I have the privilege of having Vietnamese and foreign friends in my social circle. As I settled into life here, I actively sought out connections within the Vietnamese community. Over time, through shared classes, projects, and collaborative teamwork, those acquaintances turned into close friendships.

Source: Hoàng Quân

In my opinion, being open-minded is crucial in fostering these relationships. It is vital to acknowledge that human beings are inherently social creatures, relying on one another for survival and thriving through communication and connection. Therefore, I dedicate effort towards nurturing and sustaining these relationships. Personally, I find this to be the most challenging aspect of adulthood.

On having an English name:

When deciding on an English name, I intended to avoid being just another “Nick” or “David.” I desired a name that would truly reflect my individuality. Considering that my Vietnamese name means royalty, I sought a name that resonated with that concept. That's when I came across “Hadrian,” the name of a Roman emperor. It felt fitting, aligning with my desire for a unique and distinctive English name.

On the importance of nurturing creativity:

I highly value and prioritize my creativity, as it is a powerful skill and a means of escaping stress and anxiety. Through creativity, I can delve into my identity and discover new aspects of myself. While it is true that many young people associate creativity with financial success, reputation, and fame, it is essential to emphasize that creativity primarily offers a way to express ourselves and find solace from the pressures of life.

It serves as our sacred sanctuary, nurturing our souls. I firmly believe that experiences play a vital role in fostering creativity, which is why I maintain an open-minded attitude and embrace new opportunities that come my way. It's about seizing the chances that lie ahead!

Source: Hoàng Quân

On what he learned from studying abroad:

Being friends with myself and accepting who I am is essential. I should accept that I'll have bad times, too and learn how to tolerate them. Because eventually, at the end of the day, I'm still alone, even though I am surrounded by many people every day. I only have myself to count on. I can't rely on someone else to live my life for me. So, being friends with myself will help me stay comfortable even when alone.

Let's give ourselves opportunities to try new things because we are still determining what chances will come our way. As soon as it's safe, let's just go for it. Let's be open-minded, volunteer, talk with people, take new classes, and try everything we can if we want to.

On how his outlook on life has evolved:

Initially, I strongly admired white people, assuming they lived at a higher level, and hesitated to embrace their Vietnamese identity. However, after moving here, my perspective has shifted. I feel grateful for my privileges in Vietnam, knowing many need to work hard to afford their education and living expenses.

Furthermore, I've noticed that many Vietnamese parents in Australia aspire for their children to assimilate into white culture. Yet, deep down, these children desire to reconnect with their Vietnamese roots. Sadly, they often lack the necessary support. It's become clear that their lives here entail successes and struggles.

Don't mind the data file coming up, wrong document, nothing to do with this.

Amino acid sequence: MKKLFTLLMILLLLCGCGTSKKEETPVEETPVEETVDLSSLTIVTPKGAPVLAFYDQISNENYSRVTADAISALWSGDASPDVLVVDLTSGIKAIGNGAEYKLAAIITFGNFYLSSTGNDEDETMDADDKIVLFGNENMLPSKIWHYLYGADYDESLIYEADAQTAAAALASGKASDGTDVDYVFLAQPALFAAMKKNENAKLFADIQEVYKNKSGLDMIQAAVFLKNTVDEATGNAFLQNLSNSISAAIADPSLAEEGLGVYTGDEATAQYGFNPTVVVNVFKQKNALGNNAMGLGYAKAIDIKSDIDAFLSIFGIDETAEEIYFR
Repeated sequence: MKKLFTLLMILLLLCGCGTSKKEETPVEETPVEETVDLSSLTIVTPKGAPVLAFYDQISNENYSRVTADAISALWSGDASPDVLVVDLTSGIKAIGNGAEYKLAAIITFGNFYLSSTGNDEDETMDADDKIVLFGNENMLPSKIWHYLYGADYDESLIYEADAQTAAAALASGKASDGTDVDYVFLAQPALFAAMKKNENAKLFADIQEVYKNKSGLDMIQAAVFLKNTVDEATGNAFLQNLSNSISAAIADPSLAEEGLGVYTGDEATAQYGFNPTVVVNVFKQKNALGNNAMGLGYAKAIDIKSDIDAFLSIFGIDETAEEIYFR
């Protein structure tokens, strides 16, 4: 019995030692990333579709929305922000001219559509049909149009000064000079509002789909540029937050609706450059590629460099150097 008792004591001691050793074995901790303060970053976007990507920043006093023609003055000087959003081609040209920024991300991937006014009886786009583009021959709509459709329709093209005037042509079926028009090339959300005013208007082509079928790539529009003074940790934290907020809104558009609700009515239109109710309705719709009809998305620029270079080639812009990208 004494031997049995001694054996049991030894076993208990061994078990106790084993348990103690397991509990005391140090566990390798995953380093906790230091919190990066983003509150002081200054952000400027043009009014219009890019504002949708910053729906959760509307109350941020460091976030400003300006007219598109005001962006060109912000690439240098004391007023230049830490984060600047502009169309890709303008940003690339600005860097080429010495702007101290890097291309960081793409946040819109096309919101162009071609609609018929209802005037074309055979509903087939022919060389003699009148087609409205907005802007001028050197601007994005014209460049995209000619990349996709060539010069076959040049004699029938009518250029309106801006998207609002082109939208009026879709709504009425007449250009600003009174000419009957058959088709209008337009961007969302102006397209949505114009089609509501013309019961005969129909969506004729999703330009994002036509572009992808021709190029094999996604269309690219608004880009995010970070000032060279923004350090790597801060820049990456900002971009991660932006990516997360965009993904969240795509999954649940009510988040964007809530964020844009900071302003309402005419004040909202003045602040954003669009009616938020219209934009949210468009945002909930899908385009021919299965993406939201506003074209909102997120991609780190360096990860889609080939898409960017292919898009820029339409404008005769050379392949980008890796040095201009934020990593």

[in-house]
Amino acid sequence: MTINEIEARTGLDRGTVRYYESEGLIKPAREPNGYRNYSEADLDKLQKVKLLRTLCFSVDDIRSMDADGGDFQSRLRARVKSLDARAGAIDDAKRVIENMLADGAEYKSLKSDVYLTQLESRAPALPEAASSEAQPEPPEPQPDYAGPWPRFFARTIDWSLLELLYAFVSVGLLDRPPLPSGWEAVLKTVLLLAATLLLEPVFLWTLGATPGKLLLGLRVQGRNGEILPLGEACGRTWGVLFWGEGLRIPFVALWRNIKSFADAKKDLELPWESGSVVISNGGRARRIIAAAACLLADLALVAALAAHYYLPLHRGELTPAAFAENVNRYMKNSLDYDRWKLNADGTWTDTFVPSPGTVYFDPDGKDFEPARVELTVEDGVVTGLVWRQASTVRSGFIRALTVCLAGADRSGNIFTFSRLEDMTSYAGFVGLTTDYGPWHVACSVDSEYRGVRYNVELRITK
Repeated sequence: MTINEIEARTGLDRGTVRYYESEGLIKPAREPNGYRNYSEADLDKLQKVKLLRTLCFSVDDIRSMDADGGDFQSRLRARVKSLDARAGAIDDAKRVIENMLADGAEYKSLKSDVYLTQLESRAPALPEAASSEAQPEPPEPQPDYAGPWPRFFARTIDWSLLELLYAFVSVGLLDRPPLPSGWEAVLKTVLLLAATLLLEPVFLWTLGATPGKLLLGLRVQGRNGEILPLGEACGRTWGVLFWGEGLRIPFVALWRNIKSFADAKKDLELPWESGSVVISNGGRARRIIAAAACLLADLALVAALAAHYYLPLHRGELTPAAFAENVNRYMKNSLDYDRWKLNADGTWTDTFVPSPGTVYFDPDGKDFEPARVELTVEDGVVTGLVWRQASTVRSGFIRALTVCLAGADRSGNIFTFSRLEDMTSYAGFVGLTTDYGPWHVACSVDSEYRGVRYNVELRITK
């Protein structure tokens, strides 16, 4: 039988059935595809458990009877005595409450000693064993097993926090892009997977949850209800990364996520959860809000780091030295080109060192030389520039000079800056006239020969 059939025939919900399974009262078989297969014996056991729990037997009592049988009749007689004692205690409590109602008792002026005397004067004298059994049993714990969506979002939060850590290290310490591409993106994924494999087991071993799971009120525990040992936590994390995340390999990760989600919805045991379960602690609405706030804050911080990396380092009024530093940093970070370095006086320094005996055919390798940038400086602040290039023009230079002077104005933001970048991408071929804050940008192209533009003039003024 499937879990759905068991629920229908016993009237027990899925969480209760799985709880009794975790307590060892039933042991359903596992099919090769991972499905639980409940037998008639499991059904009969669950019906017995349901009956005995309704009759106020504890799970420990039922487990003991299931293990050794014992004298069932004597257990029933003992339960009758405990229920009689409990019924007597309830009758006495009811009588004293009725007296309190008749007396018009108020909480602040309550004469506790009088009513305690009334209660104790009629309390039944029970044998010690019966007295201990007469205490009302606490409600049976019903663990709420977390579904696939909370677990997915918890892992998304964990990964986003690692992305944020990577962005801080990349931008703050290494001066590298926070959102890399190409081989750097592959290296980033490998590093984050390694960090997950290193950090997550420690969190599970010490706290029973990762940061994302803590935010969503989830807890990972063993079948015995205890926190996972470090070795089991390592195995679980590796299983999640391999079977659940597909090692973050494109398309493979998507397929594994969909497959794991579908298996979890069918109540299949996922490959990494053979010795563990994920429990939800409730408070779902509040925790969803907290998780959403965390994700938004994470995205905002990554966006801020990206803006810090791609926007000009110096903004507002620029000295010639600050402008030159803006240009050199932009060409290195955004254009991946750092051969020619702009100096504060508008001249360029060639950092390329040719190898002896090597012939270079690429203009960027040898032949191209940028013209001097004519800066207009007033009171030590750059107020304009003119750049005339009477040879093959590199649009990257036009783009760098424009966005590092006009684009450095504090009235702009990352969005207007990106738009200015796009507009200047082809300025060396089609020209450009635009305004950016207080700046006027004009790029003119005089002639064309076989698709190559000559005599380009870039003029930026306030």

On dealing with challenges:

For me, the biggest challenge I've encountered while studying in Australia is undoubtedly loneliness. Many people hold the misconception that studying abroad is a constant whirlwind of fun and joy, filled with weekend parties and enjoyable hangouts with friends. However, reality paints a different picture, especially for individuals like myself who are studying overseas alone.

During the initial 6 to 9 months, I struggled to find a companion with whom I could share my experiences, and I often felt like an outsider amidst the crowd. Whenever I sat among Australian friends, I sensed a palpable disconnect as they engaged in conversations rooted in their own cultural and local context, leaving me unsure how to contribute. Consequently, I found myself navigating this new environment entirely on my own.

This has proven to be a difficult challenge for me, as back in Vietnam, I was constantly surrounded by friends and my community. The stark contrast of being alone in a foreign land, even my Vietnamese friends, is difficult for anyone to grasp. While they consistently offer encouragement, the burden of loneliness is not easily surmountable.

Source: Hoàng Quân

Fortunately, I have been fortunate enough to develop meaningful friendships since then. However, it has been a challenging journey. I had to learn to accept and communicate with myself, often engaging in reflective conversations. Therefore, I advise those facing similar difficulties to take time for self-reflection and avoid rushing the process. We shouldn't force ourselves to achieve instant connections or immediate solutions. Instead, by allowing ourselves the space to grow and adjust, we can gradually overcome the challenges of loneliness.

On his hopes for the future:

I have numerous aspirations for my future, particularly a strong desire to work in a multicultural setting. It is possible that I may return to Vietnam and seek a position that allows me to collaborate both locally and internationally. Additionally, I dream of becoming a scholar, envisioning myself as an athletic academic researcher in the UK or engaging in similar pursuits. However, the truth is that I cannot predict where life will lead me. What I do know is that I am driven to make a positive impact and contribute to the betterment of the world.